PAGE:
Humanists and Christians urge as many as possible to get vaccinated against Covid-19

Humanist and Christian leaders have come together to urge as many people as possible to get vaccinated against Covid-19. The move, by the UK’s humanist movement and by Churches Together in England the Scottish Church Leaders Forum on behalf of their around 60 member churches, is being made now that everyone over 40 has been offered the vaccine, and the NHS’s vaccination campaign has moved on to younger people. It is vital that younger people get vaccinated, as even though they may be at less risk themselves, they may still present a risk to others.
The two parties have organised similarly worded statements that are intended to better speak to people who share their own beliefs. The joint intervention underlines the importance of the vaccination campaign.

The humanist statement has been signed by 60 people, including the Chief Executives of Humanists UK and Humanist Society Scotland, Coordinators of Wales Humanists and Northern Ireland Humanists, the Editor of New Humanist, the officers of the All-Party Parliamentary Humanist Group, and high-profile humanists like Stephen Fry, Alice Roberts, Richard Dawkins, Sandi Toksvig, Jim Al-Khalili, and Polly Toynbee.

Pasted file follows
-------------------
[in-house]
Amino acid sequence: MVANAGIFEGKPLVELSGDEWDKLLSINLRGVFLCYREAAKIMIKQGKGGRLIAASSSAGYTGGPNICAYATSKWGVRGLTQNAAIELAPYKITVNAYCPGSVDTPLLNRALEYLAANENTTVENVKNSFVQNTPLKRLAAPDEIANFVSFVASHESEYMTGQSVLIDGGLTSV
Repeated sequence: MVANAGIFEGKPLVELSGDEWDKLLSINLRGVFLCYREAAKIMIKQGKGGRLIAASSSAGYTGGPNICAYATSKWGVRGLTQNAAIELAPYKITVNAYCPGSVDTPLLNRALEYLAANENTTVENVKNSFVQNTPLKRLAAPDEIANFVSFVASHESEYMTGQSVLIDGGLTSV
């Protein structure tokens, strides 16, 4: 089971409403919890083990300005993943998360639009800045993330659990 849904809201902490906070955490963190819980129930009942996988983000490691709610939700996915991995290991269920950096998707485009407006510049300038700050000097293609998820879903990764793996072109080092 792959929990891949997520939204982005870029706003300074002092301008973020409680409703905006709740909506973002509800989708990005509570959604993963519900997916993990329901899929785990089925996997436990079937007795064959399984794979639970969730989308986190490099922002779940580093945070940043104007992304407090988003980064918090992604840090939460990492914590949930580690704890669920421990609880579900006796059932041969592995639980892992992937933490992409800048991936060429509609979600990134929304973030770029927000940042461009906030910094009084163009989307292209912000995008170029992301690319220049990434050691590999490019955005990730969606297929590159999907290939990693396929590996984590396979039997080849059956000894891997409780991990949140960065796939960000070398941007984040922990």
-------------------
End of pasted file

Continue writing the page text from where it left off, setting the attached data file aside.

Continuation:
The Christian statement has been signed by Churches Together in England’s General Secretary, Rev’d Dr Paul Goodliff, on behalf of its 50 member churches, and Revd Dr John McPake, Secretary to the Scottish Church Leaders Forum, on behalf of its around ten members. Those include the major churches from the Anglican, Catholic, Presbytarian, Pentecostal, Charismatic, Orthodox, and Lutheran traditions, as well as Free Churches, Quakers and others.

Humanists UK Chief Executive Andrew Copson commented:

‘The UK’s Covid-19 vaccination programme has been a tremendous success, but if we are to have any hope of lifting Covid restrictions entirely, we need a large share of the population to be vaccinated. There is clearly therefore further to go. Some younger people may be hesitant to get vaccinated due to being at less personal risk from the virus, and concerns around blood clots, but our simple message is that they should still take up the jab offered to them, as this is the best way to save lives and potentially bring the pandemic to an end.’

Churches Together in England General Secretary Rev’d Dr Paul Goodliff commented:

‘People of goodwill and with a concern for the welfare of the most vulnerable in society quite properly collaborate together in commending vaccination as the most significant tool in the fight with Covid pandemic. Christians widely support the vaccination programme, as do humanists, and both share a concern for the common good.’